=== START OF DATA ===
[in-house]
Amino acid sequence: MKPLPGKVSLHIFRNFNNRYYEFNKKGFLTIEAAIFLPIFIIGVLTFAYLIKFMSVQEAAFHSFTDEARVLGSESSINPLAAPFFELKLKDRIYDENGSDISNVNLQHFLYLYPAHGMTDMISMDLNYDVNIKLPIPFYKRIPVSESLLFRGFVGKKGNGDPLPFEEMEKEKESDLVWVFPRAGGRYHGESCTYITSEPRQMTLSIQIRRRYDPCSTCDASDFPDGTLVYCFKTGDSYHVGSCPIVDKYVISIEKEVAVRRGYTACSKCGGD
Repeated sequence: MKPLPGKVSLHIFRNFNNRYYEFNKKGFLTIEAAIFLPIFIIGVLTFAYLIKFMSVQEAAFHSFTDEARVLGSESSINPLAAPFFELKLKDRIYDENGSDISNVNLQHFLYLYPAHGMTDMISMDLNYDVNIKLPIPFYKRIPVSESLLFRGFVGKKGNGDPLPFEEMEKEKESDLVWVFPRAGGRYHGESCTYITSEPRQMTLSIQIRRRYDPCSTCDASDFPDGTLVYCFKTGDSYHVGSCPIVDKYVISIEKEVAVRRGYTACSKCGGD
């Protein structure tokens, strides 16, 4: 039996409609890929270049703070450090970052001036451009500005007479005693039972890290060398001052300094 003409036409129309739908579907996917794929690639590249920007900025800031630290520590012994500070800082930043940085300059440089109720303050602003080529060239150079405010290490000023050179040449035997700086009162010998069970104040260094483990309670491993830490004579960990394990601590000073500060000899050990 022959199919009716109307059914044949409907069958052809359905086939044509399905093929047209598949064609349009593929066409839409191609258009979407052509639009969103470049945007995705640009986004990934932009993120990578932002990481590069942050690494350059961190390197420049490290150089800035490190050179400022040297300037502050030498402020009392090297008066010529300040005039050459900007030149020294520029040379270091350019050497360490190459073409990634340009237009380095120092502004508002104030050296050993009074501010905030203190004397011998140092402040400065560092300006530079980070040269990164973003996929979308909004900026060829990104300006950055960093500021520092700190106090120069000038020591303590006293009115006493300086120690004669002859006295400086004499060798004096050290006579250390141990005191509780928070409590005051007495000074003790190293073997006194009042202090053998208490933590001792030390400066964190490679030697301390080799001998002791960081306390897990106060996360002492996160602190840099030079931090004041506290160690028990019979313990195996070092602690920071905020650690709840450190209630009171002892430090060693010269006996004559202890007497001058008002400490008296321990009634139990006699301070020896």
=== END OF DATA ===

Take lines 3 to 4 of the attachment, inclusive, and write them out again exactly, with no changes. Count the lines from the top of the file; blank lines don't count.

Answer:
Repeated sequence: MKPLPGKVSLHIFRNFNNRYYEFNKKGFLTIEAAIFLPIFIIGVLTFAYLIKFMSVQEAAFHSFTDEARVLGSESSINPLAAPFFELKLKDRIYDENGSDISNVNLQHFLYLYPAHGMTDMISMDLNYDVNIKLPIPFYKRIPVSESLLFRGFVGKKGNGDPLPFEEMEKEKESDLVWVFPRAGGRYHGESCTYITSEPRQMTLSIQIRRRYDPCSTCDASDFPDGTLVYCFKTGDSYHVGSCPIVDKYVISIEKEVAVRRGYTACSKCGGD
């Protein structure tokens, strides 16, 4: 039996409609890929270049703070450090970052001036451009500005007479005693039972890290060398001052300094 003409036409129309739908579907996917794929690639590249920007900025800031630290520590012994500070800082930043940085300059440089109720303050602003080529060239150079405010290490000023050179040449035997700086009162010998069970104040260094483990309670491993830490004579960990394990601590000073500060000899050990 022959199919009716109307059914044949409907069958052809359905086939044509399905093929047209598949064609349009593929066409839409191609258009979407052509639009969103470049945007995705640009986004990934932009993120990578932002990481590069942050690494350059961190390197420049490290150089800035490190050179400022040297300037502050030498402020009392090297008066010529300040005039050459900007030149020294520029040379270091350019050497360490190459073409990634340009237009380095120092502004508002104030050296050993009074501010905030203190004397011998140092402040400065560092300006530079980070040269990164973003996929979308909004900026060829990104300006950055960093500021520092700190106090120069000038020591303590006293009115006493300086120690004669002859006295400086004499060798004096050290006579250390141990005191509780928070409590005051007495000074003790190293073997006194009042202090053998208490933590001792030390400066964190490679030697301390080799001998002791960081306390897990106060996360002492996160602190840099030079931090004041506290160690028990019979313990195996070092602690920071905020650690709840450190209630009171002892430090060693010269006996004559202890007497001058008002400490008296321990009634139990006699301070020896």